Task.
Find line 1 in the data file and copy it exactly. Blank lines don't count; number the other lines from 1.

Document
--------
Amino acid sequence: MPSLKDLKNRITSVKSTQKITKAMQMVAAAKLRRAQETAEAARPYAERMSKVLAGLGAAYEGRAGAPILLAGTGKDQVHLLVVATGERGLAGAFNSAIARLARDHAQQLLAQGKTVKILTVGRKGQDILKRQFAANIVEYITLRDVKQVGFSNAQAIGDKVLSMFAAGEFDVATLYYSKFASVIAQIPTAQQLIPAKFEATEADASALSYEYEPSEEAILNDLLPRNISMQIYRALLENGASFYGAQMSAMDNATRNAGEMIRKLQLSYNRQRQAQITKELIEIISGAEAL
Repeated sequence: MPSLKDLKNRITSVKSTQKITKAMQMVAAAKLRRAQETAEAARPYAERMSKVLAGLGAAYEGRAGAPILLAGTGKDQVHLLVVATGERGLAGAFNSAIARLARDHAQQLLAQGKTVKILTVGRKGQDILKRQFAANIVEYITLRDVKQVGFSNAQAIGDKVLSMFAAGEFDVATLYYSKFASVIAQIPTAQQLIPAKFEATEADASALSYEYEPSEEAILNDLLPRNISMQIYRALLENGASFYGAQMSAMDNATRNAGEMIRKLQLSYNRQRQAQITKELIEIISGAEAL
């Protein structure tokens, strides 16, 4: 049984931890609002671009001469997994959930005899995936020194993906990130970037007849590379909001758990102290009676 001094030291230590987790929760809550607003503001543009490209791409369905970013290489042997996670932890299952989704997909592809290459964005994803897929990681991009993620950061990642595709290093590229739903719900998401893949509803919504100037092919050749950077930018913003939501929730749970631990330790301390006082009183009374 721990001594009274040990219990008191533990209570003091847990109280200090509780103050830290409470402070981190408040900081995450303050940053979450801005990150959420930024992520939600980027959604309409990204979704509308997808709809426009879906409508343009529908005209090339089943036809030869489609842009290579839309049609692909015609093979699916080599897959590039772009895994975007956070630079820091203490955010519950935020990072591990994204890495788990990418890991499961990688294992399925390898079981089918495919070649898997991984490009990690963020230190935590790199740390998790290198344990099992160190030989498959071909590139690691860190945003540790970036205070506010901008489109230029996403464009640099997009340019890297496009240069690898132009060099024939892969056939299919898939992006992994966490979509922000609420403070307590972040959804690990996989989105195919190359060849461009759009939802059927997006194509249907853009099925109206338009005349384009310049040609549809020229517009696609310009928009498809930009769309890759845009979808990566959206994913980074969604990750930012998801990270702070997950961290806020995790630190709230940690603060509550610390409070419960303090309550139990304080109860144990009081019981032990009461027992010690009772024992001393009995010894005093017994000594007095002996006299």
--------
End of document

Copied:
Amino acid sequence: MPSLKDLKNRITSVKSTQKITKAMQMVAAAKLRRAQETAEAARPYAERMSKVLAGLGAAYEGRAGAPILLAGTGKDQVHLLVVATGERGLAGAFNSAIARLARDHAQQLLAQGKTVKILTVGRKGQDILKRQFAANIVEYITLRDVKQVGFSNAQAIGDKVLSMFAAGEFDVATLYYSKFASVIAQIPTAQQLIPAKFEATEADASALSYEYEPSEEAILNDLLPRNISMQIYRALLENGASFYGAQMSAMDNATRNAGEMIRKLQLSYNRQRQAQITKELIEIISGAEAL